Several proposals emerged along with these ones, especially in Federation. Bakir Izetbegovic, during an interview, mentioned budget funding but this idea was also not elaborated to details. Mladen Bosic, head of SDS (Serb Democratic Party) also advocated similar model: funding BHRT from state budget and accordingly, fund RTRS and FTV from entity budget. With the existing and overloaded budgets, it is unlikely to believe that certain funds could be directed from these budgets in order to finance public services. Besides, it would also allow political parties to have a complete control over public services. Budget funding is not European standard.

Novalic’s office recommended that cable operators should be in charge with RTV tax collection, since the number of subscribers could finance public services. Federal government addressed the initiative to the Council of Ministers. This model could easily be operated and maintained because the RTV tax fee would thus be listed on a single cable opera- tor’s bills / invoices and this would require minimum legal interventions.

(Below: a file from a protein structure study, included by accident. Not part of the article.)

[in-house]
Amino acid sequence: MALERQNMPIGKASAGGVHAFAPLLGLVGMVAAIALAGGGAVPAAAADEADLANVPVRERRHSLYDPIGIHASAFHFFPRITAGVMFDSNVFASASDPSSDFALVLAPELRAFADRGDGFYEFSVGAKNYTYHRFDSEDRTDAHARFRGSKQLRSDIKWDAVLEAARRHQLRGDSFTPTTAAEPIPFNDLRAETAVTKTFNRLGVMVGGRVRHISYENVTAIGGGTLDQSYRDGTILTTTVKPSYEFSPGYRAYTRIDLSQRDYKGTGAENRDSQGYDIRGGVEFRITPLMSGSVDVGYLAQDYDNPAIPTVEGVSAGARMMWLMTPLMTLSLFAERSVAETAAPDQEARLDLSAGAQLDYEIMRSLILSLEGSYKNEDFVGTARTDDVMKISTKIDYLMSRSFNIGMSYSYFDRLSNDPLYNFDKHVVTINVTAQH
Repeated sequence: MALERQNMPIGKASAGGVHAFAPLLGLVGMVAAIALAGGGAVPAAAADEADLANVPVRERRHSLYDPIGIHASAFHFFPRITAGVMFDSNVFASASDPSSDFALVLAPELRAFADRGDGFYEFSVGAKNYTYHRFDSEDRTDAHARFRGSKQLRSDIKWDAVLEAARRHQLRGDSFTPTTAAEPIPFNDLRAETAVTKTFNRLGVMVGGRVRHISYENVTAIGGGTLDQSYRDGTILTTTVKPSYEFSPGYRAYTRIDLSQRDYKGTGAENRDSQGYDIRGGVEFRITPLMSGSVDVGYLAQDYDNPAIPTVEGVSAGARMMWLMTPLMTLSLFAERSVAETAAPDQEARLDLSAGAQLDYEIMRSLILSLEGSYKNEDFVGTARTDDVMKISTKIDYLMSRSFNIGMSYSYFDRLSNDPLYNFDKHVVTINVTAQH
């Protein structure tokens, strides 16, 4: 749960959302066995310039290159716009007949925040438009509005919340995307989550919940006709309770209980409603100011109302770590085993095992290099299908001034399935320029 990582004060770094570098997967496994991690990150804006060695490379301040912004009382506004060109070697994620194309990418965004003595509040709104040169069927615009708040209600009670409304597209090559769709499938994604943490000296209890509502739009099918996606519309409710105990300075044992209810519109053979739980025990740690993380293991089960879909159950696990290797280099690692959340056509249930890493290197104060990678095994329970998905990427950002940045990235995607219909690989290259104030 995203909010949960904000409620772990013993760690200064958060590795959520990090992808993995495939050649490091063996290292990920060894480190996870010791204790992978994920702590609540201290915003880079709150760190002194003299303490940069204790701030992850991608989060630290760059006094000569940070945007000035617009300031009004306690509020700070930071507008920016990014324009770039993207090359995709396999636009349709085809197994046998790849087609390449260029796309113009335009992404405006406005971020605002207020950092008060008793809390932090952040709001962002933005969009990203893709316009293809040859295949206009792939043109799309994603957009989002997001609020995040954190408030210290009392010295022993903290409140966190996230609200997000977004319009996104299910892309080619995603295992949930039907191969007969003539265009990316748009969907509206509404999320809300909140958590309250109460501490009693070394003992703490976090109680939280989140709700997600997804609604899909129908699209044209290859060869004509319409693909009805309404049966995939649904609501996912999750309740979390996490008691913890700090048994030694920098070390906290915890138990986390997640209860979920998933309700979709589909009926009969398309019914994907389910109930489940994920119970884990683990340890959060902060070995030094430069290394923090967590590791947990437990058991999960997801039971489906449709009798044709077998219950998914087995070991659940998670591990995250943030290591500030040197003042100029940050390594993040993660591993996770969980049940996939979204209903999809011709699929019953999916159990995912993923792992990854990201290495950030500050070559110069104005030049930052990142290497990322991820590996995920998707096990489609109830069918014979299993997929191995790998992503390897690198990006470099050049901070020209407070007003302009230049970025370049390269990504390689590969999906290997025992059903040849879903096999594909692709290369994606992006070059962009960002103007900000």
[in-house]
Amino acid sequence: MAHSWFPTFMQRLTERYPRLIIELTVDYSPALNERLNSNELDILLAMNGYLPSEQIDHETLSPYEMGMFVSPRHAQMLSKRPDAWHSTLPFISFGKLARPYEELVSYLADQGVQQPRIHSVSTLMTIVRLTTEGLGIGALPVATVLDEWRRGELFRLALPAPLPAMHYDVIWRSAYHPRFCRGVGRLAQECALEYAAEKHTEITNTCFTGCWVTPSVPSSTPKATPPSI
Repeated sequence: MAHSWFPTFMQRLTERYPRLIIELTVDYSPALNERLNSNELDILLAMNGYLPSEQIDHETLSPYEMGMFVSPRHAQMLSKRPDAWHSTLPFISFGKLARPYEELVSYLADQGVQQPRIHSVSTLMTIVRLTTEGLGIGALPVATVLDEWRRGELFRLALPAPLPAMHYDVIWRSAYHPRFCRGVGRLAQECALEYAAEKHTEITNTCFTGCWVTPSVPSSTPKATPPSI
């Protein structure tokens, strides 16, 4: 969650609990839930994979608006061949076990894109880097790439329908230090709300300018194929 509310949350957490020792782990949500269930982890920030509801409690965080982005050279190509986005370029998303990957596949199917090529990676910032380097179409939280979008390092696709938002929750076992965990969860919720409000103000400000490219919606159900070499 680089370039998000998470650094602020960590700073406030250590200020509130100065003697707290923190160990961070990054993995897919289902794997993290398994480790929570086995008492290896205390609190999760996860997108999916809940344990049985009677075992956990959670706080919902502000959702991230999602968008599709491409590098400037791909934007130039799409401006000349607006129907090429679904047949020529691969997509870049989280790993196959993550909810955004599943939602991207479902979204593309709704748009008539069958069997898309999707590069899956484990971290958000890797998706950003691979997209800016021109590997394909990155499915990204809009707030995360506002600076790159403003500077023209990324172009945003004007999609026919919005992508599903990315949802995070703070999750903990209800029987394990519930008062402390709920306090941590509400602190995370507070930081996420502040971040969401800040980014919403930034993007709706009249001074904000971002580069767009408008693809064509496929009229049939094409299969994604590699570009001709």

Most interesting suggested model however, was the proposal by Mario Karamatic, an MP at the House of People, who recommended three ethnic channels. Although Karamatic represent the HSP formation, HDZ representatives also found this idea rather acceptable, because this party has been advocating and initiating the idea of newly formed Croat’s TV channel. It is surprising that according to announcements by proponents; it is actually about the idea of that was directed to parliamentary procedure although this certain document was still to be released. Regardless to the fact that all ethnic groups are entitled to their own ethnic channels, in BiH case it would certainly create a complete dissolution of public RTV system and complete ethnic division of public space. Karamtic and other proposers of the idea of having this ethnic channel formed promised that ethnic Croats in BiH will be willing to pay RTV tax fess if the above mentioned Croat’s channel is established.